Language has become a serious issue for multinational corporations.

Research in this sub-field of international management has blossomed in the past decade, generating powerful data pointing to the need for interpreters within the daily operations of international business. However, there is a strong bias toward language standardization.

If culture is a tree, the health of the trunk is composed by the practices of codeswitching among languages.

If culture is a tree, the health of the trunk is composed by the practices of codeswitching among languages.

Arguments in favor of ‘one corporate language’ rely on a managerial imperative for control, and depend upon people’s (seemingly) natural discomfort with the interpreting process. While language standardization does appear effective in some contexts, in most situations there are adverse consequences . These side effects interfere with morale, teamwork, innovation, and the achievement of company goals.

Extrapolating from the work of Appadurai (1990), Steyaert, Ostendorp & Gabrois (2011) coined the term linguascaping to describe the discourse effects of the “ongoing negotiations among accounts of how to ‘choose’ between languages” (p. 277) in companies that have two or more official languages. Linguascaping occurs with reference to local, national and/or global spaces, and is temporally-oriented either to short-term situational fixes or long-term enduring solutions.

This study of an mid-size IT firm in Bangalore, India involved interviews and observations about language use in a multinational with no formal language policy. The linguascaping accounts of codeswitching and using interpreters provide a significant point of comparison with research about organizations with formal one-language policies.

A poster presentation at Baystate Health’s Celebration of Academic Research.

Research in Bangalore funded by a Business Language Research and Teaching grant from the Illinois Center for International Business Education and Research (CIBER). View the presentation on Misunderstanding and Innovation: English as Lingua Franca (2011).


Presented by co-author Jeffrey A Kappen in Copenhagen, Denmark at GEM&L 2017

“Revisiting Multilingualism at Work:

New Perspectives in Language-Sensitive Research in International Business”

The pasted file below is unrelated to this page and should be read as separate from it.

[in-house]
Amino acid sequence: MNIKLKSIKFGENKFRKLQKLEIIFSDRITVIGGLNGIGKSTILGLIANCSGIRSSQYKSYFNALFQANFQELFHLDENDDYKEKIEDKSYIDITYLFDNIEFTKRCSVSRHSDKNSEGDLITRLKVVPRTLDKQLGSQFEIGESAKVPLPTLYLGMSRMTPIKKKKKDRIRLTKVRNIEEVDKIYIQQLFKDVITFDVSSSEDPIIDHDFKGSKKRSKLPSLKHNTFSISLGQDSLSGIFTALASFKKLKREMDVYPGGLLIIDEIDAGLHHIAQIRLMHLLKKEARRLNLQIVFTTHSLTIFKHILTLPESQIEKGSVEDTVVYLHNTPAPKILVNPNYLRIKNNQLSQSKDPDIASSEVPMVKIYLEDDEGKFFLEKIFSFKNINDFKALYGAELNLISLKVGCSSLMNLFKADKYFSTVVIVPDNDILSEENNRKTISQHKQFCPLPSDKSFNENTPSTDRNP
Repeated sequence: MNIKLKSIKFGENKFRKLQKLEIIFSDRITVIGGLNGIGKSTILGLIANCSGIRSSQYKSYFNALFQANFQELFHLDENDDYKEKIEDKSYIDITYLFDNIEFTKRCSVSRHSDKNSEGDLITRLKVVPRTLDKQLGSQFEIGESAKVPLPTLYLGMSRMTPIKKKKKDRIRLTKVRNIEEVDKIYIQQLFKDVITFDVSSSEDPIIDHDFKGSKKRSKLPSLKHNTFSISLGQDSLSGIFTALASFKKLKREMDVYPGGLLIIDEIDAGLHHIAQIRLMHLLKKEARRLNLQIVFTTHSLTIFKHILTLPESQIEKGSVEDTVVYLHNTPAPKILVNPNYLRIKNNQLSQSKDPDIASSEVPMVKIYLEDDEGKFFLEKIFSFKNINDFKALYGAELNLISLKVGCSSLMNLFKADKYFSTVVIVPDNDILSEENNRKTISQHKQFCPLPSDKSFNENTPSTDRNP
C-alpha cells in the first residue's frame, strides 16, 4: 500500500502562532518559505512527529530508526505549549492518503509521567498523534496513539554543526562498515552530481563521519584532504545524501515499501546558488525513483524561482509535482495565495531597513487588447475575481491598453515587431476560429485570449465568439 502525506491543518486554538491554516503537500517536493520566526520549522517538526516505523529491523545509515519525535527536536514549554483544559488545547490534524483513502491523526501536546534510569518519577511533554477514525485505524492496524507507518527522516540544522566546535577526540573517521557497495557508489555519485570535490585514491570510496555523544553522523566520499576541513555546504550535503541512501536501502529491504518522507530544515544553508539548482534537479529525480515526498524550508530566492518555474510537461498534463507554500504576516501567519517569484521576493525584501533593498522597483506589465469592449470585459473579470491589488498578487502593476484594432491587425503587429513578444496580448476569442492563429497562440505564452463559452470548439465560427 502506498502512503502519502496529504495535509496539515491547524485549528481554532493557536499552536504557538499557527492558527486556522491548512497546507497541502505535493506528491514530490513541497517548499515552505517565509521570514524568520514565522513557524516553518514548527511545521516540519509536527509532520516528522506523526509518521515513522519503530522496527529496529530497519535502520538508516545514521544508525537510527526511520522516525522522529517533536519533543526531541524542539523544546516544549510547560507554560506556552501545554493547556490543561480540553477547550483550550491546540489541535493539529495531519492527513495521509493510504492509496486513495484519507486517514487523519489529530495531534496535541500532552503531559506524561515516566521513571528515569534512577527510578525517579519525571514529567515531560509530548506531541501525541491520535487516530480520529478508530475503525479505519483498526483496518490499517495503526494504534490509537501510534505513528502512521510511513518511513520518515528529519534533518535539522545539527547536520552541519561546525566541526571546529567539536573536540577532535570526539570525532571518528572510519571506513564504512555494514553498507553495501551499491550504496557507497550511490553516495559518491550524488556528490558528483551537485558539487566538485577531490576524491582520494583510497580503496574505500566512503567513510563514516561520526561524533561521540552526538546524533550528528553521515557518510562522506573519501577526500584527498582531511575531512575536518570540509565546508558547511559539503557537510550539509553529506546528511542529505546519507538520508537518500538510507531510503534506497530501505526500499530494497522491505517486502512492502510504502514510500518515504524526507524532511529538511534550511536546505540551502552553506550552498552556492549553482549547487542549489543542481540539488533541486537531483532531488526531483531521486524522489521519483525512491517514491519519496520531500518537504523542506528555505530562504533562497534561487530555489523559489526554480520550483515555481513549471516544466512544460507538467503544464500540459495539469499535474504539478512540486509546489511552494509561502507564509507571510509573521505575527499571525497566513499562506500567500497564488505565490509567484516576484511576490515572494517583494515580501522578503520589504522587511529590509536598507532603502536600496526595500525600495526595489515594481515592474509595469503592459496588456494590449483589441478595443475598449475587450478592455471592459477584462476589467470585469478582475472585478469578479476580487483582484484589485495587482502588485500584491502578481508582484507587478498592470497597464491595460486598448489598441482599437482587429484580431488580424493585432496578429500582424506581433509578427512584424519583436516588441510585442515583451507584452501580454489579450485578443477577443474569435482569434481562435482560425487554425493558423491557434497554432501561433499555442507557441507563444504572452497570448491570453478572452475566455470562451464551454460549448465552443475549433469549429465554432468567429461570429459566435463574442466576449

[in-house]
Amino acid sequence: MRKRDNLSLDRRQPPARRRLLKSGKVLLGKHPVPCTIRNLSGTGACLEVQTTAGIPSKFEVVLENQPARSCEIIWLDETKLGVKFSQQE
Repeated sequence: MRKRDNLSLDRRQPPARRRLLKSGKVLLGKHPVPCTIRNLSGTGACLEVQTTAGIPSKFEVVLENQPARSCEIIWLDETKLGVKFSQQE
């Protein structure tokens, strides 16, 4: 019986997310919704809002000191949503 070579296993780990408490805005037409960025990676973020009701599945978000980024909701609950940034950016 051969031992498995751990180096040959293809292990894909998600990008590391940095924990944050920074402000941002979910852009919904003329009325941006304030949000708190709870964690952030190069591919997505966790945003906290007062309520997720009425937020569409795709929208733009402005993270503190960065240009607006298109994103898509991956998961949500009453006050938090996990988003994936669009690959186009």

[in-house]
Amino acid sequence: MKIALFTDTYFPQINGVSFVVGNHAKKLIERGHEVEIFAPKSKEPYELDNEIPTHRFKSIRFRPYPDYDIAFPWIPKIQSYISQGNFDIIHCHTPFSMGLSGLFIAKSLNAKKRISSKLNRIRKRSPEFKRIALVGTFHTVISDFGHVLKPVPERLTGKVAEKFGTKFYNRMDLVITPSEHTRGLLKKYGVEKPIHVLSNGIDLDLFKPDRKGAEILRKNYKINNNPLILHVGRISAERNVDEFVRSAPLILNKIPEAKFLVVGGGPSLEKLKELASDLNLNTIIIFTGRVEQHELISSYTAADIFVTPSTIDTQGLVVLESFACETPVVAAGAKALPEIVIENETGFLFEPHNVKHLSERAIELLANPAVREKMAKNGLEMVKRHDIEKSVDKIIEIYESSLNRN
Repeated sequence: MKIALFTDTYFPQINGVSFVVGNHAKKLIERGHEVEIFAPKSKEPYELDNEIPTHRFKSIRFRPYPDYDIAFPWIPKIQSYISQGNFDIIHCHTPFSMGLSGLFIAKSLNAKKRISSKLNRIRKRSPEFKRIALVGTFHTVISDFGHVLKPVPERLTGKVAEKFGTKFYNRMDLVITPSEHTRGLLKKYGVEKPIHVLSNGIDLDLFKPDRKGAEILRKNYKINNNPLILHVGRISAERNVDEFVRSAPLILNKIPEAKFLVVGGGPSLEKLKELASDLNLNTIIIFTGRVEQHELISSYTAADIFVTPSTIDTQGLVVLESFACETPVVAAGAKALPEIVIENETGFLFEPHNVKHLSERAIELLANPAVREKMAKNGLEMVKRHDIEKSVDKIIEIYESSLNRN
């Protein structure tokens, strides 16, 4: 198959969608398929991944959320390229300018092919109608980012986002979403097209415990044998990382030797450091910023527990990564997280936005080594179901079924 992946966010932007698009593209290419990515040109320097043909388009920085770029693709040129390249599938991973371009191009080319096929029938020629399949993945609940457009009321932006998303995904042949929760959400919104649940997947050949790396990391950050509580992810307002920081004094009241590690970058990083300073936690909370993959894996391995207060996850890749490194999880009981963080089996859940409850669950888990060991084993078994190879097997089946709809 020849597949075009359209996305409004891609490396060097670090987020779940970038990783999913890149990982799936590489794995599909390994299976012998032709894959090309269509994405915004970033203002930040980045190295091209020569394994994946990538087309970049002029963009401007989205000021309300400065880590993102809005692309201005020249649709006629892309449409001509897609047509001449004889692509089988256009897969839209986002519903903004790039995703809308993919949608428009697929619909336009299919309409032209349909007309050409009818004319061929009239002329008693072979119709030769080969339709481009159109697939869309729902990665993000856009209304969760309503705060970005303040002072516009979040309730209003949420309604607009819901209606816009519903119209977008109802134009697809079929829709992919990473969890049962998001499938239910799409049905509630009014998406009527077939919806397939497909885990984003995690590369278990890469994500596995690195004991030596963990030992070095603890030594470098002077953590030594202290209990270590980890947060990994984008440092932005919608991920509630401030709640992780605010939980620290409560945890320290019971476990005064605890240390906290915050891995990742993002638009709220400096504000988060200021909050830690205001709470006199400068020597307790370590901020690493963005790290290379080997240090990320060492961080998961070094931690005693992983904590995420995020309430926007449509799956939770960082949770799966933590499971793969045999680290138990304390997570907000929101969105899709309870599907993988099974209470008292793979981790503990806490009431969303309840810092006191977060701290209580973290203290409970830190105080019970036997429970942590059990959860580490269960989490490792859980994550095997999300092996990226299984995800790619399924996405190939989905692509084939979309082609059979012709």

GEM&L, Groupe d’Etudes Management & Language, is the French Research Group on Management & Language.

“I want to know, what is human conscience.”

“Human consciousness?” I asked, not hearing him correctly.

“No,” he said. “Con-sci-ence. When I search for this word in the English dictionary, I find that it is from Latin. Con means ‘with’ and science means ‘knowing.’ So conscience means ‘with knowing.’ With science.”

“I’ve never quite thought about it that way,” I told him. “But I’m sure you’re right.”

"Conscience means 'with knowing.' With science."

Conscience means ‘with knowing.’ With science.”

He continued. “But this does not make sense.” He pulled out a piece of paper. “The dictionary says ‘A knowledge or sense of right and wrong, with a compulsion to do right.’”

He held up the piece of paper for me to see, so I took it. “That seems like a reasonable definition.”

“But I do not understand. Knowledge and sense are not the same thing. Knowledge I understand, but how about sense? Is sense the same as feeling? Is conscience a fact that I can learn and know, or is it more like an emotion? Is it related to empathy? Is it different than shame? And why is it a compulsion?”

I must have looked as baffled as I felt, because he went on to explain.

“I’m afraid that even though I am trained in computer science, I have never felt such a sense or feeling. This is a big disadvantage for my work. I would like to ask you, can I learn to feel such a feeling? At my age, is it too late?”

~ from A Tale for the Time Being by Ruth Ozeki, 2013, p 306-307 (italics in original).

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